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Is Tinubu the new Awolowo?

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This is an old but interesting debate. But never a time has it been more relevant than now, with the results of 2011 elections which saw the opposition, the Action Congress of Nigeria (ACN), inspired by Bola Tinubu, routing the Peoples Democratic Party (PDP) in  the takeover of the south west. Can Mr Tinubu now be said to be the authentic leader of the region, having rallied it once again into the progressive fold, a feat that was only achieved in the first republic when Obafemi Awolowo was the premier of the then Western Region?     The question of who succeeds the late sage has dominated political discussions in the south west in the last decade since the passing away of Awolowo's protégés: Adekunle Ajasin, Bola Ige and Abraham Adesanya. But none of the leaders that have laid claim to being the successors of the late sage have lived up to his achievements and larger than life image.  

  Mr Tinubu, the former governor of Lagos, seems to have his future role cut out for him. In 2003, he survived the PDP blitz when the party took over the south-west in a landslide election that will go down as the worst in history. How Mr Tinubu survived the federal machine unleashed by former president, Olusegun Obasanjo, is still being discussed as a lesson in deft political survival. At the time when the region's leaders fell to the maneuvering of the PDP, Mr Tinubu ensured that his party retained Lagos in the massive rigging of the 2003 elections. In the civil rights years when opposition to military rule was at its peak, he was a priority target of the military junta. He escaped into exile only to come back as a senator in the warped military democracy of the time. Since then, he has been at the forefront of the quest to entrench nationwide democracy while building a viable opposition base from the region. Is he at the threshold of history? Let's look back in time.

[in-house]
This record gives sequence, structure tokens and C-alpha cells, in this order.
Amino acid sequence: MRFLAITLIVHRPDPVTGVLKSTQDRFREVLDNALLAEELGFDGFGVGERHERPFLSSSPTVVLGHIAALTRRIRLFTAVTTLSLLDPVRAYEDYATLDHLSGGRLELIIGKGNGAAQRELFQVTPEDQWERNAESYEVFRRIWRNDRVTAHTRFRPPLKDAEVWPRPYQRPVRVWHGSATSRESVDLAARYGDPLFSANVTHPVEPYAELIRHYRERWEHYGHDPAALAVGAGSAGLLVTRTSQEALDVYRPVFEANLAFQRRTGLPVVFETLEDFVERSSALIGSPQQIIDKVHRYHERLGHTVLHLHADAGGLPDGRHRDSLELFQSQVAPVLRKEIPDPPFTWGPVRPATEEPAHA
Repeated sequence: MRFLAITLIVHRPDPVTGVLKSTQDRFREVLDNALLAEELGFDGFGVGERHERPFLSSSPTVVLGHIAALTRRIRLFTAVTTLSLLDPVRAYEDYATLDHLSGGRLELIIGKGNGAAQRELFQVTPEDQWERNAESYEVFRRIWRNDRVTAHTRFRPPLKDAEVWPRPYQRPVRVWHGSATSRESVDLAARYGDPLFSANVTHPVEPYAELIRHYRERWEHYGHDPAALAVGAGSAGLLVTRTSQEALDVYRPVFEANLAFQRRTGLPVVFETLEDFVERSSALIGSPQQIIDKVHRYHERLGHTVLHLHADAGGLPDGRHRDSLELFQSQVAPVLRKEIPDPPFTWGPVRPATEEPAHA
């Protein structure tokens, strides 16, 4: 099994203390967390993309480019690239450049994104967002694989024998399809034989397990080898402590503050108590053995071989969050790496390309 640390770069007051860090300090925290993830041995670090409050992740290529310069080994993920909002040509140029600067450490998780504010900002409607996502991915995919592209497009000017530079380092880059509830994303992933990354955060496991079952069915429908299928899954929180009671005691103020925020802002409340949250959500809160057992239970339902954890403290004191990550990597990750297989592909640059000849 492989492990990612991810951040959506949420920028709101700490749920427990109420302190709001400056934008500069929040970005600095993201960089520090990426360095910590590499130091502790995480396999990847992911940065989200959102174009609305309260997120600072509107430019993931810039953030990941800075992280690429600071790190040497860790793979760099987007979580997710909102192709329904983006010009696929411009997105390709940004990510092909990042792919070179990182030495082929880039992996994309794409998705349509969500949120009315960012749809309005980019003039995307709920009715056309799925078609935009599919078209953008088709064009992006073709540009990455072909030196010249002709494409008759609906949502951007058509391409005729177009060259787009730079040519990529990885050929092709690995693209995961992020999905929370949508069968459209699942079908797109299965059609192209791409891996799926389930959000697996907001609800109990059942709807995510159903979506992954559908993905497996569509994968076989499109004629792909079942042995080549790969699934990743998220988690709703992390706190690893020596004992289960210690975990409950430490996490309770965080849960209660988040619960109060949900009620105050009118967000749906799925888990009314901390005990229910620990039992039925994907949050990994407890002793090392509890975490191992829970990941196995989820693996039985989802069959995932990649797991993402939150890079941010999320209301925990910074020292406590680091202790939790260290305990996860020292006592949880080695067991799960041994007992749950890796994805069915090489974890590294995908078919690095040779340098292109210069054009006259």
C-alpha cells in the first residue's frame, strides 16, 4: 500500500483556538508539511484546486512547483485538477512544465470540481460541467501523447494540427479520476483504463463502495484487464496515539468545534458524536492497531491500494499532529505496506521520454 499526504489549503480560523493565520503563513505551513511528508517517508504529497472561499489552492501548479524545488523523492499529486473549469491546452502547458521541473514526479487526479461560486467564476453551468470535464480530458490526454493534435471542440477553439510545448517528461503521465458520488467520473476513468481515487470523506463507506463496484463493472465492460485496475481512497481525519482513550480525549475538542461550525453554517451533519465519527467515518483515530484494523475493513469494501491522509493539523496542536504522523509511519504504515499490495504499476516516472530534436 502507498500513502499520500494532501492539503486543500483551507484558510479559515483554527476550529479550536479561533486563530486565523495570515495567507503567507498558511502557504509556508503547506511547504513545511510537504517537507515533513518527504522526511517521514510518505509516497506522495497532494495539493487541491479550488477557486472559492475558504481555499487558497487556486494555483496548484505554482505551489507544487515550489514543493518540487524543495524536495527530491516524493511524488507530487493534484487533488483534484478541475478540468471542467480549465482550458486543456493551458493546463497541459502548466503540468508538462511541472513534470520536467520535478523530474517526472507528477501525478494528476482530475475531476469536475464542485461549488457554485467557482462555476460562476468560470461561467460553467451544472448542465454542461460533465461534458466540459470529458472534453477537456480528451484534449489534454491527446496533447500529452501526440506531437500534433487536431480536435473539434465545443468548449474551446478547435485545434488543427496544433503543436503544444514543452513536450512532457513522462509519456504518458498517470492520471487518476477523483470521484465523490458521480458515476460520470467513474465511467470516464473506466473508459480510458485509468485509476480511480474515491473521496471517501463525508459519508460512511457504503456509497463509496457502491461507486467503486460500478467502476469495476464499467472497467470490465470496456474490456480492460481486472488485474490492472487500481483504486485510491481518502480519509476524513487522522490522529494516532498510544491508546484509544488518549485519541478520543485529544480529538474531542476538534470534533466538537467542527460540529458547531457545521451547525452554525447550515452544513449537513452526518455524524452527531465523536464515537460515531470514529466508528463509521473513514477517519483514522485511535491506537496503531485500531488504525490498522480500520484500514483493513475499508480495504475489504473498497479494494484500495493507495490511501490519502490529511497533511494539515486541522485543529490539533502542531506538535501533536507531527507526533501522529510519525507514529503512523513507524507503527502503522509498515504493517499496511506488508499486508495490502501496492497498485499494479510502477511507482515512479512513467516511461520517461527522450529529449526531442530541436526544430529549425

Prior to independence, Awolowo was persuaded by prominent members of the Action Group to lead the party as the leader of the opposition. Excluded from national government, the position of Awolowo and his party became increasingly precarious. In spite of the travails of the time, Awolowo remained in the opposition, sticking to the progressive philosophy of his party. Is there any similarity between the late Awo and Mr Tinubu in the latter's doggedness to remain in the opposition despite the federal government breathing down his neck since 2003? There seems to be a sense of deja vu that the events which shaped the politics of the south west from 1959 to 1963 played out in the last 12 years.  

  The role Mr Tinubu played as the face of the opposition since the 2003 and 2011 elections has increasingly brought him in close comparison to the late leader. But his detractors say it is too early to describe him as the successor. In a tribe where the 'egbon' (elder) syndrome determines leadership and privileges, he continues to be opposed by the elders of the polarized pan-Yoruba group, Afenifere, who believe he does not possess what it takes to succeed Awolowo. Are they still maintaining that position?  

  His critics have also pointed to his overbearing attitude, undemocratic tendencies of imposing candidates, but some have also said in the tough political terrain, those traits come in handy. They were also said to have been used by Awolowo to keep errant members of the old Action Group in check.  

  In recent years, allegations of misconduct brought against Mr Tinubu have not been substantially proven, just as he has continued to move a step ahead of his political adversaries. With the just-concluded elections, majority of people, not only in the south-west, are beginning to see him as the face of viable opposition to the PDP.  

  Only time will tell if Mr Tinubu is the leader of the Yorubas, if he is the modern day Awolowo.  

  By Bayo Olupohunda